What Labs and Pathology Groups Can Expect in 2022

IN RECENT WEEKS, OUR EDITORIAL TEAM has been developing session topics and speakers for the upcoming Executive War College Presents: Preparing Your Clinical Laboratory and Pathology Group for Post-Pandemic Success, which happens on Nov. 2-3, 2021. It has been an eye-opening process because of how many forces for change are at work. This is true of the American healthcare system, as well as in the clinical laboratory marketplace. 

To assemble our conference, we typically have 100 or more conversations with lab leaders, executives at IVD companies, and the attorneys, billing companies, and consulting companies who regularly interact with sizeable numbers of lab clients. Typically, these individuals are keen observers of market trends and disruptive technologies. 

Each of these conversations gives us an inside perspective on a wide range of new and intriguing developments within the profession of laboratory medicine. Often, a single conversation can lead to a timely intelligence briefing in an issue of The Dark Report where we are first to articulate and describe an important trend that will require an appropriate response by the executives and administrators of the nation’s clinical laboratories and anatomic pathology groups. This issue provides several examples.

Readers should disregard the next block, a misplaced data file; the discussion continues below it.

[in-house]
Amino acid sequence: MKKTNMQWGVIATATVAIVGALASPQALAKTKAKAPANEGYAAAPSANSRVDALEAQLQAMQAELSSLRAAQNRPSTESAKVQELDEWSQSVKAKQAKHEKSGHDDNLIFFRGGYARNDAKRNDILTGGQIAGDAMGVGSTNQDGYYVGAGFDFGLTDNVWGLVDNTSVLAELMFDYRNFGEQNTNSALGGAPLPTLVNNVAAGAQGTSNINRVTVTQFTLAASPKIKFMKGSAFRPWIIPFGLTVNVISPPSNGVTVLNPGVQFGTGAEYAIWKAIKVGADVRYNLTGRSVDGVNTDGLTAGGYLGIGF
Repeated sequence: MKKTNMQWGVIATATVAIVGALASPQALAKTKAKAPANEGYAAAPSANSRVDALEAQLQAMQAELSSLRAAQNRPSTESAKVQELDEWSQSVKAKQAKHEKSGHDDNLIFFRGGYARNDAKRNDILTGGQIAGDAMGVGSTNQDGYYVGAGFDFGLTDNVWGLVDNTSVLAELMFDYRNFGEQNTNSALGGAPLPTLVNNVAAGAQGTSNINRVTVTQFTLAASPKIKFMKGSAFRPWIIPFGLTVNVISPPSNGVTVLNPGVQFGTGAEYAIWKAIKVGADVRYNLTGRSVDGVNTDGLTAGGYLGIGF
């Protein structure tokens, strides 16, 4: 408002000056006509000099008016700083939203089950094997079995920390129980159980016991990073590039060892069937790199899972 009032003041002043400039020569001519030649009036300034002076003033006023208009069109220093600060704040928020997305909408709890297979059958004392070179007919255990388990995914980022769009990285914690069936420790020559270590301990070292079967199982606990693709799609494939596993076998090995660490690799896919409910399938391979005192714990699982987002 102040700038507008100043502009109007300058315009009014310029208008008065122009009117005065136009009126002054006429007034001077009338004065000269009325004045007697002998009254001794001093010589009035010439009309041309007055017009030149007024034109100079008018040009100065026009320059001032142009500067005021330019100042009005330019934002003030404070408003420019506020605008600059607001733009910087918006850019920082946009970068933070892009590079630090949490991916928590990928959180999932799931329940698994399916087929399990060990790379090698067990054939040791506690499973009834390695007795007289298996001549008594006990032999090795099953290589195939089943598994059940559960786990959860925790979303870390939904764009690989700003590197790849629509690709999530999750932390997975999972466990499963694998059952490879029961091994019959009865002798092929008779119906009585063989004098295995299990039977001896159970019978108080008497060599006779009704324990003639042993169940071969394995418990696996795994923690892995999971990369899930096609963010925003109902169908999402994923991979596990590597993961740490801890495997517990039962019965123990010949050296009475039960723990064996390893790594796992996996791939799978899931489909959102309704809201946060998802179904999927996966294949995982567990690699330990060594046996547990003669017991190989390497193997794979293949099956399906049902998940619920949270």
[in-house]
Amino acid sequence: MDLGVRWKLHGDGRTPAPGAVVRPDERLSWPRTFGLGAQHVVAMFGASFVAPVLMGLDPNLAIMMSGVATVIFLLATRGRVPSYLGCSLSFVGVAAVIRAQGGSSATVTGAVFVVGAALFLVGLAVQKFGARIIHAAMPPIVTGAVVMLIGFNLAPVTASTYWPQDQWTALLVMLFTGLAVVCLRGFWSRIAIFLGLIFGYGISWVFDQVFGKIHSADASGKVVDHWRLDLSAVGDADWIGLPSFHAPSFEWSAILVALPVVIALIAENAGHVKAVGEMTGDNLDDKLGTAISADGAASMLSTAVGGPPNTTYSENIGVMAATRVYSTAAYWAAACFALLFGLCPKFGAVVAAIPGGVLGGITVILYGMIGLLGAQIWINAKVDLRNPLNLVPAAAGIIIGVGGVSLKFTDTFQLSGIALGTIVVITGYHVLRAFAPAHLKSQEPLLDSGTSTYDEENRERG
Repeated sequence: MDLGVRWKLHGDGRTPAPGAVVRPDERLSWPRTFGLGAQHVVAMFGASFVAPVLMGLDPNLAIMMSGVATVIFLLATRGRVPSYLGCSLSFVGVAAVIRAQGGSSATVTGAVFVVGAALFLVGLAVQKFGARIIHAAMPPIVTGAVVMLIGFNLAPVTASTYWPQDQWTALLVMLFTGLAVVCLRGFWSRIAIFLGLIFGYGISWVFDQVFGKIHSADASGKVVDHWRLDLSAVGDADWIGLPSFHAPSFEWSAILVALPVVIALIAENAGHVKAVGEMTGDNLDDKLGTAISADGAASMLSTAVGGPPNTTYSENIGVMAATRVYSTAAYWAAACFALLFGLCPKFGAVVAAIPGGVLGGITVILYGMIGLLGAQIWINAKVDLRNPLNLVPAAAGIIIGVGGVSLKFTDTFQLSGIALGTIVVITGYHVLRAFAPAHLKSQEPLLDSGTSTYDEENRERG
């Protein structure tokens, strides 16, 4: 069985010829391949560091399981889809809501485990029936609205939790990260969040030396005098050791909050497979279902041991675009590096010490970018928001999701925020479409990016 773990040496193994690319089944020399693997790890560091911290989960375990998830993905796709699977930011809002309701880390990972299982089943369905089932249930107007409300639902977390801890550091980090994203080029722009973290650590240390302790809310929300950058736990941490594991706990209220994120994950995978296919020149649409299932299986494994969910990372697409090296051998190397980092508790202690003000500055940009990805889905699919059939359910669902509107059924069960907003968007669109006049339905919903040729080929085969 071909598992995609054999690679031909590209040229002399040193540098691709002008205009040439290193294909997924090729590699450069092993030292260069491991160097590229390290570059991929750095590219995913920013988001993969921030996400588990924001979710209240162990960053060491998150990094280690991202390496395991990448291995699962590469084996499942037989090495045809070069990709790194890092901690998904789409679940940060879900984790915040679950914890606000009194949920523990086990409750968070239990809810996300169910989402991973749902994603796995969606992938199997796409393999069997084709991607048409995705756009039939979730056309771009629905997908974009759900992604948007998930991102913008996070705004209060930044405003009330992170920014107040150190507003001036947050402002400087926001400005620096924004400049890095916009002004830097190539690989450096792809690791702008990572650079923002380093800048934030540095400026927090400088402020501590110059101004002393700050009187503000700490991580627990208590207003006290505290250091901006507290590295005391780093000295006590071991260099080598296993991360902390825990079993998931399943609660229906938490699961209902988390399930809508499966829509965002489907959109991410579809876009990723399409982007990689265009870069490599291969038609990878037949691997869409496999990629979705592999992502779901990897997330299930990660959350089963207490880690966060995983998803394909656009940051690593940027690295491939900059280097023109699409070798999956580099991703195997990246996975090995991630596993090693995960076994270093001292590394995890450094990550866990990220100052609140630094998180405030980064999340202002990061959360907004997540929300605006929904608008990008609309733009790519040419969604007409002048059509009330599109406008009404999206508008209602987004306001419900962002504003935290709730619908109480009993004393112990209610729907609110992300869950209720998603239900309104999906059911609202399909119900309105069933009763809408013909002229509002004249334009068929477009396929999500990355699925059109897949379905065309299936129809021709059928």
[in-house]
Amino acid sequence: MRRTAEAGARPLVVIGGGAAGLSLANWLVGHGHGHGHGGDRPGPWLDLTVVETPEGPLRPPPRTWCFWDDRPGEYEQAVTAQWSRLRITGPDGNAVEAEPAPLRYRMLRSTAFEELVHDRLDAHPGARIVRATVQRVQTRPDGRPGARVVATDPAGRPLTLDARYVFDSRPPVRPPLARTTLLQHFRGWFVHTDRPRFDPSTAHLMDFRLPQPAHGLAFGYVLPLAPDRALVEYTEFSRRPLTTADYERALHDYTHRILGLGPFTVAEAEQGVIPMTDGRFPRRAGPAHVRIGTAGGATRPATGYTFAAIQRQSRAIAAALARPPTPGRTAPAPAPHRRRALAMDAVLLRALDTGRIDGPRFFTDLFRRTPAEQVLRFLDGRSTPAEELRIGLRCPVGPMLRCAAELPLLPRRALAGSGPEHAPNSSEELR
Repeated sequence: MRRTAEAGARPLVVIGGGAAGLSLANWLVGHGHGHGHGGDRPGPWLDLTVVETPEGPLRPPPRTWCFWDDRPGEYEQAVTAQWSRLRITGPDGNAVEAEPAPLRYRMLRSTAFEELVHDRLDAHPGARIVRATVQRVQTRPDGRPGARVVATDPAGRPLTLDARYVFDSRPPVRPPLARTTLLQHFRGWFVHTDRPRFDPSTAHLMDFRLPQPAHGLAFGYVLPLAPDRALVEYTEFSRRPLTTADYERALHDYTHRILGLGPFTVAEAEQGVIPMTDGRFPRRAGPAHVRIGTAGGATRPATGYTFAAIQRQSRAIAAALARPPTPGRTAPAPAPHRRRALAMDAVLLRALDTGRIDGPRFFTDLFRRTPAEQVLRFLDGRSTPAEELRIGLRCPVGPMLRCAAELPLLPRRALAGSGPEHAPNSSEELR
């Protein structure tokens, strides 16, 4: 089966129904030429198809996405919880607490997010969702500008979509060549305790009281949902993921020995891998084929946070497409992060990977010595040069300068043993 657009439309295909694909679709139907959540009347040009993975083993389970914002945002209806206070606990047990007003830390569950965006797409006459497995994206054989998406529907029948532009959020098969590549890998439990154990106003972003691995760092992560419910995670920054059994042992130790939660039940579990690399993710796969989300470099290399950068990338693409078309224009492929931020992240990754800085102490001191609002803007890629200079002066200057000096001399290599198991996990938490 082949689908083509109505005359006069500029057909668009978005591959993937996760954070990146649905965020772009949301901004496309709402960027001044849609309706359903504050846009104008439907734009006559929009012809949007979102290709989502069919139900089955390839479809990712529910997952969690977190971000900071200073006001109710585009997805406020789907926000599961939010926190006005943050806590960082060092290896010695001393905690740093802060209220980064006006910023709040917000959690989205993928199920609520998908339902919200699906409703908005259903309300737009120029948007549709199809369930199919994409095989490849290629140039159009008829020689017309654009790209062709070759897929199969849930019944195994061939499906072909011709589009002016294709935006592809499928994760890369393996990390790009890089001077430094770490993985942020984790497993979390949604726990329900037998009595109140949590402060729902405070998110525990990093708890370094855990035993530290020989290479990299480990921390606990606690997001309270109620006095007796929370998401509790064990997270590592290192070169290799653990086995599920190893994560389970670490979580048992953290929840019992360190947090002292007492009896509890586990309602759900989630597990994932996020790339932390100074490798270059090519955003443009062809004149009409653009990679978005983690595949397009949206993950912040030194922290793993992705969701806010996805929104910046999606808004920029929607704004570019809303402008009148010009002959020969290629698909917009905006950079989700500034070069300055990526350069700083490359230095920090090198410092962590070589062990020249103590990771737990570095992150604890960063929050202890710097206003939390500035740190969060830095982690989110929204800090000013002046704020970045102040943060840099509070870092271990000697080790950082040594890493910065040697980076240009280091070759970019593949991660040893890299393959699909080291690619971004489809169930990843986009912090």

Our first briefing describes the intensifying efforts of health insurers to audit lab test claims. One significant aspect of these more frequent audits is that private payers are going back as much as six years in their audits. As our clients and regular readers know, payers have been slammed by a steadily-growing Tsunami of genetic lab test claims. Payers recognize that a substantial number of these claims are for genetic tests that have no clinical value. It is only natural for them to want to identify the most egregious offenders by the use of audits. But these same audits also ensnare labs with good ethics. 

Our second briefing addresses the surging demand for pathologists, which far outstrips the supply of qualified candidates to fill these positions. At the same time, the pandemic, and greater acceptance of virtual clinical services, is changing how Millennial pathologists evaluate their job opportunities. 

Our third briefing is an interview with a fast-growing lab company from India that has opened its first lab in the United States, demonstrating that globalization of laboratory medicine is underway.



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